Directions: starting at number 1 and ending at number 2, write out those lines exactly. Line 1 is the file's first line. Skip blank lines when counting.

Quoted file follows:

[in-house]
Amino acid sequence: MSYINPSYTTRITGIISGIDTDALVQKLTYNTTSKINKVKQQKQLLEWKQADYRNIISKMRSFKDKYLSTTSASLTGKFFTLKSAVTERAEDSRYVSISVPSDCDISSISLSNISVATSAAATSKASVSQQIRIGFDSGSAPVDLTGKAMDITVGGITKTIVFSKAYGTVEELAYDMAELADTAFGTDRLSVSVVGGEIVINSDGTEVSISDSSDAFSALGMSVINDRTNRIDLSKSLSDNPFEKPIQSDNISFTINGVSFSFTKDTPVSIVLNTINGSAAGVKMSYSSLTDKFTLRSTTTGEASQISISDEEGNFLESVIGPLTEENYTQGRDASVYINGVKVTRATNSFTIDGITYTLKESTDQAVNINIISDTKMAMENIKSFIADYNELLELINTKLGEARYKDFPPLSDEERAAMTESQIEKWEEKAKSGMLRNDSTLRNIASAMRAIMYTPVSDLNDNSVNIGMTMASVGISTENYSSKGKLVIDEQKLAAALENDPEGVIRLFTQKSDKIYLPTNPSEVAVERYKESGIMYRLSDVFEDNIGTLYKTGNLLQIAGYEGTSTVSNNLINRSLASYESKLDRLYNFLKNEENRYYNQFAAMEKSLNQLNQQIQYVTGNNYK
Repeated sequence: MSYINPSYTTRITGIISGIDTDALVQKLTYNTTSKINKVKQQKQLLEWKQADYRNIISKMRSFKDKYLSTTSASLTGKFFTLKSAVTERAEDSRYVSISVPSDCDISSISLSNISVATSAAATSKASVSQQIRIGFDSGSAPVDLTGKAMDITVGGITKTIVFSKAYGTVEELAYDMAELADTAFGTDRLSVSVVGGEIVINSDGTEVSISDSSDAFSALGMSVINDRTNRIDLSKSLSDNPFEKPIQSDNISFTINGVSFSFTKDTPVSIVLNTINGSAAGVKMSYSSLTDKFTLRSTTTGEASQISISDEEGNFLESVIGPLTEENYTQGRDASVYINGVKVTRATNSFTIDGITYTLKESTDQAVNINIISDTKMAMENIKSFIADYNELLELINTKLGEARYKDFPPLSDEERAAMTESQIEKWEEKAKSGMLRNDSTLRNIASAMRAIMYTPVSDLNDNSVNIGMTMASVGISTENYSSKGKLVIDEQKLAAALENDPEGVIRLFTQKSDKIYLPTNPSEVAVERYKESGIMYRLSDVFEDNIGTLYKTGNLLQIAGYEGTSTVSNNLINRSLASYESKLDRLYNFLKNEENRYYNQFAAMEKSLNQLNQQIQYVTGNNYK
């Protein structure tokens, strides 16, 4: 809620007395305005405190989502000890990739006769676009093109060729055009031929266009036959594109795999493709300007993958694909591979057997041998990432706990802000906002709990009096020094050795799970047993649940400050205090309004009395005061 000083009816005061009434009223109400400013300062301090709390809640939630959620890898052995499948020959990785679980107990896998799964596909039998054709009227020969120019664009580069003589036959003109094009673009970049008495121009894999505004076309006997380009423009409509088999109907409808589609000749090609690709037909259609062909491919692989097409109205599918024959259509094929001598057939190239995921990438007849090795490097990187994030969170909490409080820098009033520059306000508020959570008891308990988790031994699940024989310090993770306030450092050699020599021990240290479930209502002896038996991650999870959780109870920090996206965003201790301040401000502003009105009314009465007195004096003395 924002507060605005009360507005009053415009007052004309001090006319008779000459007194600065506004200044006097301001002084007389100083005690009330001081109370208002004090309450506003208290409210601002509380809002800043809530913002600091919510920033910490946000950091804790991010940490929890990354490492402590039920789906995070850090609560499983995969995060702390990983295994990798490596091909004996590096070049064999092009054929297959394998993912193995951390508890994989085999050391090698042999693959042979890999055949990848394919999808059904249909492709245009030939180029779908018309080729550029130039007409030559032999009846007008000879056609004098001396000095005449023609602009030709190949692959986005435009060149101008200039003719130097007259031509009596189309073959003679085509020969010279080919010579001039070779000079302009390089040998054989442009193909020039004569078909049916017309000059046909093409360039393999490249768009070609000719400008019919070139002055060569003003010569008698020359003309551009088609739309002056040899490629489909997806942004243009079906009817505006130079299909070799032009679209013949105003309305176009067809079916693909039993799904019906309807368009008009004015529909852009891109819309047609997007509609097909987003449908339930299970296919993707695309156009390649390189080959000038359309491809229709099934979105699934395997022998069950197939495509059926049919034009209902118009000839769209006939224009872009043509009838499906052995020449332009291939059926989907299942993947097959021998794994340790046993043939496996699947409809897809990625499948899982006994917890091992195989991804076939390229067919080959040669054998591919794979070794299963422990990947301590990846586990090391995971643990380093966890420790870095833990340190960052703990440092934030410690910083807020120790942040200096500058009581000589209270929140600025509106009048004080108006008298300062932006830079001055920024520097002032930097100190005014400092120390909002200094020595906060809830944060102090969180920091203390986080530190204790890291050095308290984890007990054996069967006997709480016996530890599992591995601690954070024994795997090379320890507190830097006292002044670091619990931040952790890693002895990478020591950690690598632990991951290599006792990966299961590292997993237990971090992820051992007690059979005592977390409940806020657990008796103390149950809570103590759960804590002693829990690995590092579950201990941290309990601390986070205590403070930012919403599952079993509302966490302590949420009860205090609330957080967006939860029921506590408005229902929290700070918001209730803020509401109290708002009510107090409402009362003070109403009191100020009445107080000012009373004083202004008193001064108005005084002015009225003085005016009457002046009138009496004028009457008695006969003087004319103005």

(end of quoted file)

[in-house]
Amino acid sequence: MSYINPSYTTRITGIISGIDTDALVQKLTYNTTSKINKVKQQKQLLEWKQADYRNIISKMRSFKDKYLSTTSASLTGKFFTLKSAVTERAEDSRYVSISVPSDCDISSISLSNISVATSAAATSKASVSQQIRIGFDSGSAPVDLTGKAMDITVGGITKTIVFSKAYGTVEELAYDMAELADTAFGTDRLSVSVVGGEIVINSDGTEVSISDSSDAFSALGMSVINDRTNRIDLSKSLSDNPFEKPIQSDNISFTINGVSFSFTKDTPVSIVLNTINGSAAGVKMSYSSLTDKFTLRSTTTGEASQISISDEEGNFLESVIGPLTEENYTQGRDASVYINGVKVTRATNSFTIDGITYTLKESTDQAVNINIISDTKMAMENIKSFIADYNELLELINTKLGEARYKDFPPLSDEERAAMTESQIEKWEEKAKSGMLRNDSTLRNIASAMRAIMYTPVSDLNDNSVNIGMTMASVGISTENYSSKGKLVIDEQKLAAALENDPEGVIRLFTQKSDKIYLPTNPSEVAVERYKESGIMYRLSDVFEDNIGTLYKTGNLLQIAGYEGTSTVSNNLINRSLASYESKLDRLYNFLKNEENRYYNQFAAMEKSLNQLNQQIQYVTGNNYK